Turkey Day One and Two

The destination for this year’s Indonesia Media Spring Break Tour of 2011 was to the country of
Turkey. I must admit that when I first heard of the tour’s destination, it seemed a bit daunting since any
prior experience of the Middle East for me only went so far as an occasional showing of Aladdin and the
neighborhood Arabic restaurant. Fortunately, I willed away any anxieties I possessed and marched
towards the cultural overload, which is Turkey.

Some may say that obstacles hinder your path when they might just reroute it in a way that you
might find even enjoyable. While sitting in my seat in the airplane and swiping the complementary
magazines to sneak in a quick read before I could be absorbed by the touch screens planted firmly in
front, an alarming announcement blared through, “We are sorry to inform you that we will have to
cancel this flight, due to some trouble pertaining to our equipment. Any inquiries can be answered at
the airline’s help desk.” Now as you may know, cancelled flights are among one of the
proclaimed “worst things that could happen to you at an airport, but after some back and forth with the
airline staff, we were finally able to get our group onto the next available flight out of L.A., leaving us
with an overnight stay in New York City, with complimentary hotel rooms and meal vouchers. As I pulled
out my iPod through the tangled mess, that was my bag, the grumpiness from a canceled flight soon
started to wear off. Sure I would miss one day in Turkey, but I would also be able to stay in New York
City. We had already informed our tour guide to simply just rearrange the schedule so we could still see
all the stops, and we still had another day planned in Istanbul to begin with. A break in New York City
would be nice, and it would also let me experience a place I loved to visit, even for just a short time.
Those were my thoughts before I stuffed my earphones in and went into a doze for some much-needed

As I arose from my seat at the discounted breakfast wiping away some of the lingering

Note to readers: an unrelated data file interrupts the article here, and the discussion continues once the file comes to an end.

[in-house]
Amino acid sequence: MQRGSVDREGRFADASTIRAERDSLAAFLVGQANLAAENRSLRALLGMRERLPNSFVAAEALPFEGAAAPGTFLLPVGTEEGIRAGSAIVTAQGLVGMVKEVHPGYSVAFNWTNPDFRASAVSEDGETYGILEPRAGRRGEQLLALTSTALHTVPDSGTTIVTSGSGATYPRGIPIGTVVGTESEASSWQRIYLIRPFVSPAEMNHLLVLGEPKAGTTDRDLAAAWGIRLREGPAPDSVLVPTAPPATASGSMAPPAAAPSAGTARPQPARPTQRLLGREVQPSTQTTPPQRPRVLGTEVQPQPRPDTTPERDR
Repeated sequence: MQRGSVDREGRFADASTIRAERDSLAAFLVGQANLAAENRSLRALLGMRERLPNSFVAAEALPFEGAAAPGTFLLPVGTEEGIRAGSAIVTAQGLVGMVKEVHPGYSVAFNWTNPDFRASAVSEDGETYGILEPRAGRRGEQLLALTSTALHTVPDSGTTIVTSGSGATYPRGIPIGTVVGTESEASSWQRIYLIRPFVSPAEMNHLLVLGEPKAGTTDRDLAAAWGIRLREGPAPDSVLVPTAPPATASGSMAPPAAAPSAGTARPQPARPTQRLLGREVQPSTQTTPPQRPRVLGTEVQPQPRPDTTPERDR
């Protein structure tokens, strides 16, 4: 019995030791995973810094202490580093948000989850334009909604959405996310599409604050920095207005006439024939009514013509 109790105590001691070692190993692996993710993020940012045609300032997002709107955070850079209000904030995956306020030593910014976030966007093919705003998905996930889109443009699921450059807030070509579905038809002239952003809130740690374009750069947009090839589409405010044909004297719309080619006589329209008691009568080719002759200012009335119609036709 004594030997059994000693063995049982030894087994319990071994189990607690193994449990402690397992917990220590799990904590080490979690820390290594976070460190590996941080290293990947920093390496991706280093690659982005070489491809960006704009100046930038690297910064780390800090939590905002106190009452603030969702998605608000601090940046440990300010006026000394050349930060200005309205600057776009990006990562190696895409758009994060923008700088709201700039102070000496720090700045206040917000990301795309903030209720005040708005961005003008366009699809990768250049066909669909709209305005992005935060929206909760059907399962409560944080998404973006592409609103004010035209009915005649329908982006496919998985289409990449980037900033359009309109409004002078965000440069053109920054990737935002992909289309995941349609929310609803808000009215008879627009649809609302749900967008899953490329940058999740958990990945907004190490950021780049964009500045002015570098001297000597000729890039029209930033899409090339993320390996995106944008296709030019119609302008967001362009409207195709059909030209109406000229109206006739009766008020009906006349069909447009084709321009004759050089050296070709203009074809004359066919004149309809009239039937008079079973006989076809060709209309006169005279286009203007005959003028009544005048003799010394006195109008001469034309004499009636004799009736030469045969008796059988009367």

sleepiness, a group of people including myself stuffed ourselves into a cab and headed into the streets
of New York City. We roamed thorough Central Park, 5th Avenue, and Times Square, but after grabbing a
couple of hot dogs from the numerous street carts situated at practically every corner, that also include
a variety of any type of food you could think of, we went back to the hotel, grabbed our luggage, and
headed off to Turkey.

Turkey, a.k.a. the Republic of Turkey, is a Middle Eastern country split between the continents
of Europe and Asia. Islam is the predominant religion in the region, and the country’s official language
is Turkish. Though history of people migrating towards the area can be traced back to the 11th century,
it would be after the collapse of the Ottoman Empire and until 1923 when a cadre of young military
officers led by Mustafa Kemal Atatürk would establish the first modern Republic of Turkey.

We met up with our tour guide, Mr. Murat and headed to our first destination in Turkey which was
its largest city, Istanbul, historically known as Byzantium or Constantinople. Istanbul has a population of
13 million and has served as the capitol city of many former empires. To be more specific we visited the